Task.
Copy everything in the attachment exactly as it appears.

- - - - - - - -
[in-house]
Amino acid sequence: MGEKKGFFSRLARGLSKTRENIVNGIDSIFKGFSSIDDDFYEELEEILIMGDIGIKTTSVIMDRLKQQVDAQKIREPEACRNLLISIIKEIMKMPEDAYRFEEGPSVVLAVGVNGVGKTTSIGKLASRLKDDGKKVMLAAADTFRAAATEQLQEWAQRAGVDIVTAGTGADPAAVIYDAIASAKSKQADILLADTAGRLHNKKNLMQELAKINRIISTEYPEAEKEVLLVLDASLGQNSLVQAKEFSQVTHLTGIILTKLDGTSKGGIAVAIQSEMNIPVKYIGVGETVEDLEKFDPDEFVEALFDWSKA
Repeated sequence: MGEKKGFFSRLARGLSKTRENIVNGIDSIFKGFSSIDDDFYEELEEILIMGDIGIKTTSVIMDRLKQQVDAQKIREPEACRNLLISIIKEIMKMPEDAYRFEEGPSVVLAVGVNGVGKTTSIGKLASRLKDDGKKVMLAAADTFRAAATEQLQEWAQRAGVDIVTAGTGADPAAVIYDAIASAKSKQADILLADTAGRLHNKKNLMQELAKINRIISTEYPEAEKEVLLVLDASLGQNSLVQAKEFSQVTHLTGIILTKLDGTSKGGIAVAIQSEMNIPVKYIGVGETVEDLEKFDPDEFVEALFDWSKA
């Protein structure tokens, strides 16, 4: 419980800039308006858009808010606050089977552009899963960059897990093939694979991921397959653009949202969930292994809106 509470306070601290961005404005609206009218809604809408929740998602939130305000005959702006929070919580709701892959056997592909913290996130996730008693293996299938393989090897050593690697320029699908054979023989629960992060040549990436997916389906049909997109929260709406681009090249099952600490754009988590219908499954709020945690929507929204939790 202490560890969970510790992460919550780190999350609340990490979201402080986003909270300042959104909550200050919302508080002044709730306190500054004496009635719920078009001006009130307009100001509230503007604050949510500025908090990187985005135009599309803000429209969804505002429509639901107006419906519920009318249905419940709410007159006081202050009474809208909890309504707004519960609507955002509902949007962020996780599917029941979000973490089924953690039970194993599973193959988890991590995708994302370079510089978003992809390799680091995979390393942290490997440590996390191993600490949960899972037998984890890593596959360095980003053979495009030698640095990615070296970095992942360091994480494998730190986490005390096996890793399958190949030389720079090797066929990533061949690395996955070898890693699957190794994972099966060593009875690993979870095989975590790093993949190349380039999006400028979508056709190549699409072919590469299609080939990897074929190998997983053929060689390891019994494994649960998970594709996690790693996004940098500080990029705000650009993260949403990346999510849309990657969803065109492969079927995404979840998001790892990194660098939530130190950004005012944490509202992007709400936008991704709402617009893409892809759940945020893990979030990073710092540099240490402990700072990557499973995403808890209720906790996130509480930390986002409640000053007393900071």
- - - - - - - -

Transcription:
[in-house]
Amino acid sequence: MGEKKGFFSRLARGLSKTRENIVNGIDSIFKGFSSIDDDFYEELEEILIMGDIGIKTTSVIMDRLKQQVDAQKIREPEACRNLLISIIKEIMKMPEDAYRFEEGPSVVLAVGVNGVGKTTSIGKLASRLKDDGKKVMLAAADTFRAAATEQLQEWAQRAGVDIVTAGTGADPAAVIYDAIASAKSKQADILLADTAGRLHNKKNLMQELAKINRIISTEYPEAEKEVLLVLDASLGQNSLVQAKEFSQVTHLTGIILTKLDGTSKGGIAVAIQSEMNIPVKYIGVGETVEDLEKFDPDEFVEALFDWSKA
Repeated sequence: MGEKKGFFSRLARGLSKTRENIVNGIDSIFKGFSSIDDDFYEELEEILIMGDIGIKTTSVIMDRLKQQVDAQKIREPEACRNLLISIIKEIMKMPEDAYRFEEGPSVVLAVGVNGVGKTTSIGKLASRLKDDGKKVMLAAADTFRAAATEQLQEWAQRAGVDIVTAGTGADPAAVIYDAIASAKSKQADILLADTAGRLHNKKNLMQELAKINRIISTEYPEAEKEVLLVLDASLGQNSLVQAKEFSQVTHLTGIILTKLDGTSKGGIAVAIQSEMNIPVKYIGVGETVEDLEKFDPDEFVEALFDWSKA
């Protein structure tokens, strides 16, 4: 419980800039308006858009808010606050089977552009899963960059897990093939694979991921397959653009949202969930292994809106 509470306070601290961005404005609206009218809604809408929740998602939130305000005959702006929070919580709701892959056997592909913290996130996730008693293996299938393989090897050593690697320029699908054979023989629960992060040549990436997916389906049909997109929260709406681009090249099952600490754009988590219908499954709020945690929507929204939790 202490560890969970510790992460919550780190999350609340990490979201402080986003909270300042959104909550200050919302508080002044709730306190500054004496009635719920078009001006009130307009100001509230503007604050949510500025908090990187985005135009599309803000429209969804505002429509639901107006419906519920009318249905419940709410007159006081202050009474809208909890309504707004519960609507955002509902949007962020996780599917029941979000973490089924953690039970194993599973193959988890991590995708994302370079510089978003992809390799680091995979390393942290490997440590996390191993600490949960899972037998984890890593596959360095980003053979495009030698640095990615070296970095992942360091994480494998730190986490005390096996890793399958190949030389720079090797066929990533061949690395996955070898890693699957190794994972099966060593009875690993979870095989975590790093993949190349380039999006400028979508056709190549699409072919590469299609080939990897074929190998997983053929060689390891019994494994649960998970594709996690790693996004940098500080990029705000650009993260949403990346999510849309990657969803065109492969079927995404979840998001790892990194660098939530130190950004005012944490509202992007709400936008991704709402617009893409892809759940945020893990979030990073710092540099240490402990700072990557499973995403808890209720906790996130509480930390986002409640000053007393900071």